I love watching South Korean mukbang. It’s a genre of online video in which streamers eat excessive amounts of food (usually very unhealthy) in front of a camera. The term roughly translates to “eating broadcast,” which I think encapsulates the primary purpose of mukbang pretty well. However, the genre also lends itself to a surprising amount of depth. In this post, I’d like to speculate about why one popular mukbang personality—tzuyang—is able to consistently enthrall her 5.58 million subscribers and other YouTube-watching enthusiasts. I find tzuyang’s videos appealing because they seamlessly integrate “textual motive” and other kinds of motive.
Traditionally, mukbang is done in the comfort of one’s home, and the unmoving camera simply captures 1) the food and 2) the person who eats the food. Within this setup, the host answers “textual motive” questions (What does the food taste like? What’s the best way to prepare and eat the food?) by “analyzing” her “primary sources.”
This is tzuyang in a more “classic” mukbang setting.
Although tzuyang has, of course, recorded these more “traditional” mukbang videos, most of her videos actually blur the boundaries between traditional mukbang, vlog, and even documentary. Tzuyang’s most recent video, in which she visits a traditional market in Daejeon, South Korea, exemplifies this genre-bending style. The video was sponsored by the Daejeon Tourism Organization, and it clearly aims to display the appeal, variety, and authenticity of traditional market food. Thus, the video not only focuses on the delicious food (and tzuyang’s astounding appetite) but also captures the environment/atmosphere of the traditional market. Tzuyang, then, embeds her eating within a larger context. In writing, we might think of this move as situating our main analytical work in a “scholarly conversation.”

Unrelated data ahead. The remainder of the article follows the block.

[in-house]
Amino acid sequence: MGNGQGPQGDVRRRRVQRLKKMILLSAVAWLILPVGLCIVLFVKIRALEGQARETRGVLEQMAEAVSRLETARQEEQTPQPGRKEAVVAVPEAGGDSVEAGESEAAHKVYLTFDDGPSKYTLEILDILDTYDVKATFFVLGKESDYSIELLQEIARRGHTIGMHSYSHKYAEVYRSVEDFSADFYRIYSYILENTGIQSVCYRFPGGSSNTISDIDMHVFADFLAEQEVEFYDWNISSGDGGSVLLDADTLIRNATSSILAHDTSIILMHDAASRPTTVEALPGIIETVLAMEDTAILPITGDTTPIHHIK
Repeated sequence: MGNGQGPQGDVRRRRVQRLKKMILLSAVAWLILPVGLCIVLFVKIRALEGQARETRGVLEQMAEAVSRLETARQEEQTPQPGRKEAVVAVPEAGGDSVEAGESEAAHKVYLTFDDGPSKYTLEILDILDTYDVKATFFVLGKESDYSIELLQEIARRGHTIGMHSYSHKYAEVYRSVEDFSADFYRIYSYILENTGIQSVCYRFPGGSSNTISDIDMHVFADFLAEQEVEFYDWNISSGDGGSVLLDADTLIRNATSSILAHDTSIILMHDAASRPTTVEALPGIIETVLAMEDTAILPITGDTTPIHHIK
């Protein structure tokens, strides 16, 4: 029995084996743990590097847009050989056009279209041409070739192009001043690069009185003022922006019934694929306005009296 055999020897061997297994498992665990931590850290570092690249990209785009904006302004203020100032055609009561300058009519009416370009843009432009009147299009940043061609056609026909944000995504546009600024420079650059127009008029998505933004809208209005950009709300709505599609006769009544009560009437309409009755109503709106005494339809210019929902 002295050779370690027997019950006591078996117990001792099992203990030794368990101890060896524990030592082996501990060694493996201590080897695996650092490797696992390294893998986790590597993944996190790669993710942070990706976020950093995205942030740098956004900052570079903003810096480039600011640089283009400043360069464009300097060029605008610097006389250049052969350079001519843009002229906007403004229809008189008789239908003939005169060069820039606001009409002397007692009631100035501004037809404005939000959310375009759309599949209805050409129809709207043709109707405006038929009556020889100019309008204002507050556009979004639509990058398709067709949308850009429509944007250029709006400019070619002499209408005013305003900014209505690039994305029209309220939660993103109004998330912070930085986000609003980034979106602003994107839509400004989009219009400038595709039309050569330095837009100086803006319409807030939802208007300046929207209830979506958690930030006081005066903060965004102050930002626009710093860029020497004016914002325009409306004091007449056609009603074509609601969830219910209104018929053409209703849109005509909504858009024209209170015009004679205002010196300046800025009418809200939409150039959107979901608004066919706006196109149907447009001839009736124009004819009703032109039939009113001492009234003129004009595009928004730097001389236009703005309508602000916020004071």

In another recent video, people in the fish market abandoned their stalls to watch tzuyang eat.
Another aspect of tzuyang’s videos are her interactions/conversations with food stall and restaurant owners. Although many of them recognize tzuyang, they are nevertheless amazed upon seeing how much food she can consume. (These owners, who are generally older, also love to give tzuyang extra side dishes and tea. They treat her like she’s their granddaughter.) These live interactions are both funny and heartwarming; altogether, they add yet another dimension to the “scholarly conversation” of tzuyang’s videos. Some shopkeepers initially express skepticism, while others wholeheartedly cheer tzuyang on. Regardless of what onlookers say, tzuyang responds to all of them through her engagement with food.
This informal analysis now brings me to why I (and millions of others) keep returning to tzuyang’s videos. Although eating remains a focal point of tzuyang’s channel, her videos are also engaging because they show how tzuyang navigates different food landscapes and converses with local people. Together, these elements also allow tzuyang to promote older or lesser-known food locations across South Korea, which have been heavily impacted by the global pandemic. Mukbang videos can have a global motive!
Drawing inspiration from tzuyang’s multilayered videos, I would encourage students to incorporate different layers of motive in their own writing. While watching—or, in my case, describing—how people eat lots of food is somewhat puzzling in itself, this content allows us to simultaneously think about larger environments, communities, and global contexts.
–Christina Cho, ’24